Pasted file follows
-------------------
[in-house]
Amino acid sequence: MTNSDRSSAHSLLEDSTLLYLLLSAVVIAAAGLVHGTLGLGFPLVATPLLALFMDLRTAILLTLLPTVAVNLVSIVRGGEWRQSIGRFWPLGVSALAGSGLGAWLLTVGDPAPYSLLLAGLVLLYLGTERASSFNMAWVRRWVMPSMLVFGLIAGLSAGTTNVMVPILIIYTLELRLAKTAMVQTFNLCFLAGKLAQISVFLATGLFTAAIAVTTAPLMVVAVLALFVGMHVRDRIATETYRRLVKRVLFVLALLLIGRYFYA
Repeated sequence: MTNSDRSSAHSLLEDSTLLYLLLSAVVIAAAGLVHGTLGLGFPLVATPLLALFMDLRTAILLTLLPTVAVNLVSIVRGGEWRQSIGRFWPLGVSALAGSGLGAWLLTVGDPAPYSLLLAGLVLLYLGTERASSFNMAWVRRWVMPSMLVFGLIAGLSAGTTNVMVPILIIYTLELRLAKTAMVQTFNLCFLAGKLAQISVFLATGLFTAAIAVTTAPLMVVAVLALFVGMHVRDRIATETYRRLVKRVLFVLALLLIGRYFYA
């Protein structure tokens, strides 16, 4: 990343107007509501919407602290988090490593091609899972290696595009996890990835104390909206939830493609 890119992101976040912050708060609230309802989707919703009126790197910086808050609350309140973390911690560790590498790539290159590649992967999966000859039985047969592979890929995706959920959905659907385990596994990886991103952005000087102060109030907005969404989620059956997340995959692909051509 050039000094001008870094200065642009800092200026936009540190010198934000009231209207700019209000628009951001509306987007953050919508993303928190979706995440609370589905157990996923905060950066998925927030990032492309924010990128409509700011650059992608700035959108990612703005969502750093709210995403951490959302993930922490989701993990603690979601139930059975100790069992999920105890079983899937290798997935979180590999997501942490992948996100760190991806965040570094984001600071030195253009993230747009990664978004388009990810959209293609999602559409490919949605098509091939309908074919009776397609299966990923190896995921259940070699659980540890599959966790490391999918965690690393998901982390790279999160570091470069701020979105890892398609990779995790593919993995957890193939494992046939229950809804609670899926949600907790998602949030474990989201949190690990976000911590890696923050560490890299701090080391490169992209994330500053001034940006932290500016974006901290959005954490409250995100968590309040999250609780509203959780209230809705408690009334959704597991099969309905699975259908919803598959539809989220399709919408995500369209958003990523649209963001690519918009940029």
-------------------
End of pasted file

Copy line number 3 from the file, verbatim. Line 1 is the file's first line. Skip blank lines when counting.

Repeated sequence: MTNSDRSSAHSLLEDSTLLYLLLSAVVIAAAGLVHGTLGLGFPLVATPLLALFMDLRTAILLTLLPTVAVNLVSIVRGGEWRQSIGRFWPLGVSALAGSGLGAWLLTVGDPAPYSLLLAGLVLLYLGTERASSFNMAWVRRWVMPSMLVFGLIAGLSAGTTNVMVPILIIYTLELRLAKTAMVQTFNLCFLAGKLAQISVFLATGLFTAAIAVTTAPLMVVAVLALFVGMHVRDRIATETYRRLVKRVLFVLALLLIGRYFYA